After his playing career the Toronto-native went to medical school and later become a Doctor for the Blue Jays.
Other Candidates: Jason Bay spent 3 seasons with the Mets and hit ..234/.318/.369, with 26 home runs.
Washington Nationals – Larry Walker spent six seasons with the Montreal Expos and hit .282/.373/.463, with 99 home runs and 98 stolen bases. He won two Gold Gloves, one Silver Slugger and had one all star appearance in Montreal. In the 1994 strike-shortened season he hit .322/.394/.587 with 19 home runs in 103 games.
Other Candidates: Claude Raymond would become the first Canadian to play for a Canadian team in 1969. Over three seasons in Montreal he had a 4.47 ERA, 24 saves and 108 strikeouts.
Chicago Cubs – Jenkins will make his third and final appearance on this list. Canada’s first Hall of Famer earned 167 wins, had a 3.20 ERA and 2,089 strikeouts as a member of the Cubs.
He is one of six Cubs to have his number retired by the Club and he is the all-time team leader in games started and strikeouts. He was the first Canadian inducted into Cooperstown.
Other Candidate: Ryan Dempster has to be the top-Canadian baseball player who didn’t make this list, mostly because he played his best days as a member of the Cubs. He had 67 wins and 87 saves in Chicago.
Cincinnati Reds – Joey Votto may end his career as the greatest Canadian hitter of all time. In 13 seasons in Cincinnati he has hit .306/.421/.519 and has led the National League in on base percentage six times. The Etobicoke-native is in the top-10 in almost every offensive stats for the Reds and is number one in OBP.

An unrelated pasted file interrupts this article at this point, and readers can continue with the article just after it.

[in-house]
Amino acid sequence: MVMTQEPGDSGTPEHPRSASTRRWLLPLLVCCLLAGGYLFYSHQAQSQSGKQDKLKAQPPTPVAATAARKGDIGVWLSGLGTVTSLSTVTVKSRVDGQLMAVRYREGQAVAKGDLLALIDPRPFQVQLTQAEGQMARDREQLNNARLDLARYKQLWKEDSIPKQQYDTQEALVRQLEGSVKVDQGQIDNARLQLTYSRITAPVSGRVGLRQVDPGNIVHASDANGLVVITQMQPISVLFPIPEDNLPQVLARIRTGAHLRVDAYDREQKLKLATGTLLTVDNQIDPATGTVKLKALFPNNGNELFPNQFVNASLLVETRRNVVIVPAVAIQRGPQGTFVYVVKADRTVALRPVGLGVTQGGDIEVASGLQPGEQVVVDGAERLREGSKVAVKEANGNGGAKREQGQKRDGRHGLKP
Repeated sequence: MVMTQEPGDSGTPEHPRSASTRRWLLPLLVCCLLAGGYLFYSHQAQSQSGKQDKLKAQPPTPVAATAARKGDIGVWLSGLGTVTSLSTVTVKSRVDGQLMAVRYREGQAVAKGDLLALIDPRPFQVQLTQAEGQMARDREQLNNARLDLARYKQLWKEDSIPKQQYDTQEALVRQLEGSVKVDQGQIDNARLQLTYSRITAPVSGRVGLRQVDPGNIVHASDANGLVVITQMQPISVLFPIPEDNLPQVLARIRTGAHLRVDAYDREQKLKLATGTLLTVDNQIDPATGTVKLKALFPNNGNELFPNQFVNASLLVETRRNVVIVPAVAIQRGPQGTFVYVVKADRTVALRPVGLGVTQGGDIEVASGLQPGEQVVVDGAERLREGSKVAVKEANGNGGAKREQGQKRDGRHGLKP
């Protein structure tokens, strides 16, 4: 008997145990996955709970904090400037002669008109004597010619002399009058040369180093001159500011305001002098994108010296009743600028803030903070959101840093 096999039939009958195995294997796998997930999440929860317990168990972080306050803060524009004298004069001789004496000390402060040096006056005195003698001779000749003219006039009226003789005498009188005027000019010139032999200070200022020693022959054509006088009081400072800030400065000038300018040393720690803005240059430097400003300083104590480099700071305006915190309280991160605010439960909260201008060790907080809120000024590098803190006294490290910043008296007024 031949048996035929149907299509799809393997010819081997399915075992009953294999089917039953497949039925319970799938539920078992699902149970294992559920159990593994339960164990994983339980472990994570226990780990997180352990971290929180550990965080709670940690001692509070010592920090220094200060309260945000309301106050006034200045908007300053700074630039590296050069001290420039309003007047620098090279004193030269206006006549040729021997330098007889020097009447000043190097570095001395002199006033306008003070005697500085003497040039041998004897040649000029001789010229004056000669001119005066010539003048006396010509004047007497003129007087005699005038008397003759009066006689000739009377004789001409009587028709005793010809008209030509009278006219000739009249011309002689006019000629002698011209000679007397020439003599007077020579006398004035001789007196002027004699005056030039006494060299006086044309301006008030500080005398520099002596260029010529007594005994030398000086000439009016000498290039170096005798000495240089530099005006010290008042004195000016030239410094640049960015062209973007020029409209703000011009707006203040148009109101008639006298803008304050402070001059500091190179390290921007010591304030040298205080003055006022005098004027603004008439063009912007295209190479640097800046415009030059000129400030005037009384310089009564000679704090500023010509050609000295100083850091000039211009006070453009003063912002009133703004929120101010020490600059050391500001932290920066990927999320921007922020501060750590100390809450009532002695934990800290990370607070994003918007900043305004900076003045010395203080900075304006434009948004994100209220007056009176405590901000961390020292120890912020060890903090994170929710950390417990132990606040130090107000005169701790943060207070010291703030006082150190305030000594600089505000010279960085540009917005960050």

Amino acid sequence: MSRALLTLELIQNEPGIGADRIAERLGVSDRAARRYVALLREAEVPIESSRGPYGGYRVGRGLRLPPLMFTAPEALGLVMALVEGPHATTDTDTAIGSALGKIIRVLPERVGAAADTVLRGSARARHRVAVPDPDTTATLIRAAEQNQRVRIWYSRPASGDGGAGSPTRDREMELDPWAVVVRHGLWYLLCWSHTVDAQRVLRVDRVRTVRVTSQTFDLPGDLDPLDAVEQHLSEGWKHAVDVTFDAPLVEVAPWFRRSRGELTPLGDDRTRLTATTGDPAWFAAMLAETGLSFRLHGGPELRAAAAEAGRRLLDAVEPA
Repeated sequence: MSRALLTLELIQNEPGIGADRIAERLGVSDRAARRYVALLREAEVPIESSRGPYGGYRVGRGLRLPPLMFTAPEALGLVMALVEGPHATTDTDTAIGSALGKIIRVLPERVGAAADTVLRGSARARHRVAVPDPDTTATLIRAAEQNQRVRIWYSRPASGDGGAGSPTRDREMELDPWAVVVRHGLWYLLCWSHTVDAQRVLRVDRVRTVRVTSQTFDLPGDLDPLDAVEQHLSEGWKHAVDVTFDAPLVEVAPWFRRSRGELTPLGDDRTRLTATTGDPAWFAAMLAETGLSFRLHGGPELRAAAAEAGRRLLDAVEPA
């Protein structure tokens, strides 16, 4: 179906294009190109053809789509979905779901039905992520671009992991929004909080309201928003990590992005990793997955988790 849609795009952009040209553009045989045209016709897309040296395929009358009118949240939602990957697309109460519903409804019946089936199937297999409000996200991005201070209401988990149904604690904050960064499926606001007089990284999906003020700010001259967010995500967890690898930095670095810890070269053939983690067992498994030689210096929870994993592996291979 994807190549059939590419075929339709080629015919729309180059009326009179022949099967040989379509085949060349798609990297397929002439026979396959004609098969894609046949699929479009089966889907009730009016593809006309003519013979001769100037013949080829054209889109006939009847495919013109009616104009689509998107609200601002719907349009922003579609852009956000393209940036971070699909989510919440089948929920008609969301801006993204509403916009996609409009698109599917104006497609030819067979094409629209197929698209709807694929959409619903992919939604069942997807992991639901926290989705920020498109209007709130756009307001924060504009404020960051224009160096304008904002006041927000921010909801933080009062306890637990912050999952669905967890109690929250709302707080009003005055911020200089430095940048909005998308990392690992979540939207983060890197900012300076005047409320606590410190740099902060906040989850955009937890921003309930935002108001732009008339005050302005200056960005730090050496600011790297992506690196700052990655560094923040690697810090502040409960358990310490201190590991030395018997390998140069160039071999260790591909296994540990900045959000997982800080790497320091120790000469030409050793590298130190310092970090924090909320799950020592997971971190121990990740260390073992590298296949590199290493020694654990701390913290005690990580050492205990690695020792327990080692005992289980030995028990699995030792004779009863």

Votto is a 6-time all star, won the NL MVP in 2010 and has finished in the top-10 in MVP voting 6 times. He has five years left on his contract, so we will have to wait to see what his career totals are like when he retires. But it seems reasonable that Votto could be the third Canuck inducted into Cooperstown.
Other Candidates: In three seasons with the Cincinnati Red Stockings between 1883-85 Bill Mountjoy won 29 games, with a 3.00 ERA and 164 strikeouts. In one season with the Reds in 1904 Win Kellum went 15-10, with a 2.60 ERA and an impressive 22 complete games.
Pittsburgh Pirates – In 2003 the San Diego Padres traded Jason Bay to the Pittsburgh Pirates after he had played just three games for the Friars. The next season the Trail, BC-native become the first Canuck to win the Rookie of the Year.
Bay hit .281/.375/.515, with 139 home runs in six seasons in Pittsburgh, where he made two all star appearances.
Other Candidates: George Gibson spent 12 seasons as a player with the Pirates and hit .238/.296/.314 as a catcher and spent three season as the teams Manager between 1932-34.
Milwaukee Brewers – Between 2009-2013 John Axford was one of the NL’s most dominant closers. In 2011 he won the Tip O’Neill Award after he led the League with 46 saves. In total during his Brewers career he had a 3.35 ERA, a 10.1 strikeout/per-nine, with 106 saves.